The words "road" and "romantic" start with that same, wonderful, full-mouthed "ro-" sound, but few roads we take on a daily basis, on our commutes and daily errands, would merit the addition of "romantic" on the front.
There is one road that's the exception, and the positive label is often applied. It's Route 66, or The Mother Road, if you prefer, the Chicago-to-LA -- or LA-to-Chicago -- thoroughfare that inspired a song we all know, works like "On the Road," and a whole adventuresome, let's-roll culture of motels, diners, cacti, AM Radio, small towns, neon, and starry nights.
A new exhibit that's rounded up all things Mother Road opened at The Autry National Center for the American West on Sunday, June 8, and it is set to stretch, long and ribbon-like, through the end of the year.
Meaning this: Route 66 buffs, and they are plentiful and dedicated, can pull their convertible up to the Griffith Park museum for a lookie-loo at a bevy of artifacts and photos.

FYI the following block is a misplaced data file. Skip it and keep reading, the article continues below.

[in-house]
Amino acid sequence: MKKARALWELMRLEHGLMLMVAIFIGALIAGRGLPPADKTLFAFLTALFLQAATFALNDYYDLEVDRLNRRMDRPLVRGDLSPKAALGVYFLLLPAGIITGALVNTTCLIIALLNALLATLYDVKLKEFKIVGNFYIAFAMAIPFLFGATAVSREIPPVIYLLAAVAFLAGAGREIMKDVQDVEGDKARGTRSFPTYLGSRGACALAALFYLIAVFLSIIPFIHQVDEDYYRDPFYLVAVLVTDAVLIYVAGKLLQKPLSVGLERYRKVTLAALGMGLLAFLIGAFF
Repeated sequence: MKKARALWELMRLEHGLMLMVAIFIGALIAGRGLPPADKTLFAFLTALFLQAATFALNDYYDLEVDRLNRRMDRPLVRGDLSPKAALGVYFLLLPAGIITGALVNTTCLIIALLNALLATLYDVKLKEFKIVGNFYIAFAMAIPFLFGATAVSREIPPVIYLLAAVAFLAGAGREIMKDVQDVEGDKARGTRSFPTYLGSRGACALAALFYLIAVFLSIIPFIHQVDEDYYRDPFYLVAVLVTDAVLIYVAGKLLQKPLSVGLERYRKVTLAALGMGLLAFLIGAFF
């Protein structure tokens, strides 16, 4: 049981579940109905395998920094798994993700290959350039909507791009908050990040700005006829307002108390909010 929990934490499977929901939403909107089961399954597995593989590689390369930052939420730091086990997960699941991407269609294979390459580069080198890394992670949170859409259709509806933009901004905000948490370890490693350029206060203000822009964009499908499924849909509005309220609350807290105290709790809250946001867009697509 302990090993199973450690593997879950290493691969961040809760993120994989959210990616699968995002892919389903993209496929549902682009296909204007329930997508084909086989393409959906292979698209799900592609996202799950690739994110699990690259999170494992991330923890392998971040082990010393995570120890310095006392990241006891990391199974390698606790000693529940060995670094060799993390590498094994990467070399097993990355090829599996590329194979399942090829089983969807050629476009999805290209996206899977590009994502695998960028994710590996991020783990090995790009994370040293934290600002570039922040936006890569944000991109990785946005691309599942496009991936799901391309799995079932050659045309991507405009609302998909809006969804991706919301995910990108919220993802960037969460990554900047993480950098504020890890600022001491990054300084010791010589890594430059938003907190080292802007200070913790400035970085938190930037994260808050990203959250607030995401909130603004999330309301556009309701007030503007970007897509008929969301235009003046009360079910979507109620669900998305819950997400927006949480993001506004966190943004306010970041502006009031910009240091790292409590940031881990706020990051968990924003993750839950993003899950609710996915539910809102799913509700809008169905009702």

It isn't all cute souvenirs. How the World War II impacted the road, and The Depression, will be considered. And its larger impact on society as a whole.
Though the souvenirs and artifacts will definitely be on display. Are there 120 different versions of "Get Your Kicks on Route 66" that you can listen to and consider? Why yes, there are. Is Jack Kerouac's "On the Road" in the exhibit, the original scroll, that is, that he typed the road-lovin' book upon? It's there. And will you see an original Phillips 66 gas pump? You will.
In short, will there be lots of photos of blacktop and big sky and all of those vroom-vroom elements that go into the Route 66 myth-making stew? For sure, and a delicious stew it is.